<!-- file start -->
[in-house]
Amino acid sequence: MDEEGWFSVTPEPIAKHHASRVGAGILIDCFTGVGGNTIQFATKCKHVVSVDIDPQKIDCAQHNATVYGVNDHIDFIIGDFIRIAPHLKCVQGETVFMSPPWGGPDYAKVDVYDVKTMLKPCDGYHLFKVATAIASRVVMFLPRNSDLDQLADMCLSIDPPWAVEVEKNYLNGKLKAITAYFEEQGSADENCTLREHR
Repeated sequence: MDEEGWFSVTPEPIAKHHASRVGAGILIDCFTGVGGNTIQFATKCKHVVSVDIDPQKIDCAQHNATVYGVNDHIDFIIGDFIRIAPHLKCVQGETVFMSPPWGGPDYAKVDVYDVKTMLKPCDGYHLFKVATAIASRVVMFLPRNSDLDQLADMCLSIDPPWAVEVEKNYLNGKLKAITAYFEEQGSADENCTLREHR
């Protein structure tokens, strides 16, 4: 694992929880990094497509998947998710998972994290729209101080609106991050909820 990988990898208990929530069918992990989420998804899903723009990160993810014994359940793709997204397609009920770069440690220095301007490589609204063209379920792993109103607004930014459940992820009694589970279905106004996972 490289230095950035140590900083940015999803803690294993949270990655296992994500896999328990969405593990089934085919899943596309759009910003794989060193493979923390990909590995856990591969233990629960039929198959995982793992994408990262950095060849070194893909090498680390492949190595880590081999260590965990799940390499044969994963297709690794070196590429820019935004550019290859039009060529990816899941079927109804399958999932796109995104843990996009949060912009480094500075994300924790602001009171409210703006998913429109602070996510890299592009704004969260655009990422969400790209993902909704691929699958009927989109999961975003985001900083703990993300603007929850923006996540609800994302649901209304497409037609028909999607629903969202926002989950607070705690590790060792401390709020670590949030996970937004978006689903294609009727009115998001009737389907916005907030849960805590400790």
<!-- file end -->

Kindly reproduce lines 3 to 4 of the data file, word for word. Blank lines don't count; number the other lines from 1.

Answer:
Repeated sequence: MDEEGWFSVTPEPIAKHHASRVGAGILIDCFTGVGGNTIQFATKCKHVVSVDIDPQKIDCAQHNATVYGVNDHIDFIIGDFIRIAPHLKCVQGETVFMSPPWGGPDYAKVDVYDVKTMLKPCDGYHLFKVATAIASRVVMFLPRNSDLDQLADMCLSIDPPWAVEVEKNYLNGKLKAITAYFEEQGSADENCTLREHR
């Protein structure tokens, strides 16, 4: 694992929880990094497509998947998710998972994290729209101080609106991050909820 990988990898208990929530069918992990989420998804899903723009990160993810014994359940793709997204397609009920770069440690220095301007490589609204063209379920792993109103607004930014459940992820009694589970279905106004996972 490289230095950035140590900083940015999803803690294993949270990655296992994500896999328990969405593990089934085919899943596309759009910003794989060193493979923390990909590995856990591969233990629960039929198959995982793992994408990262950095060849070194893909090498680390492949190595880590081999260590965990799940390499044969994963297709690794070196590429820019935004550019290859039009060529990816899941079927109804399958999932796109995104843990996009949060912009480094500075994300924790602001009171409210703006998913429109602070996510890299592009704004969260655009990422969400790209993902909704691929699958009927989109999961975003985001900083703990993300603007929850923006996540609800994302649901209304497409037609028909999607629903969202926002989950607070705690590790060792401390709020670590949030996970937004978006689903294609009727009115998001009737389907916005907030849960805590400790």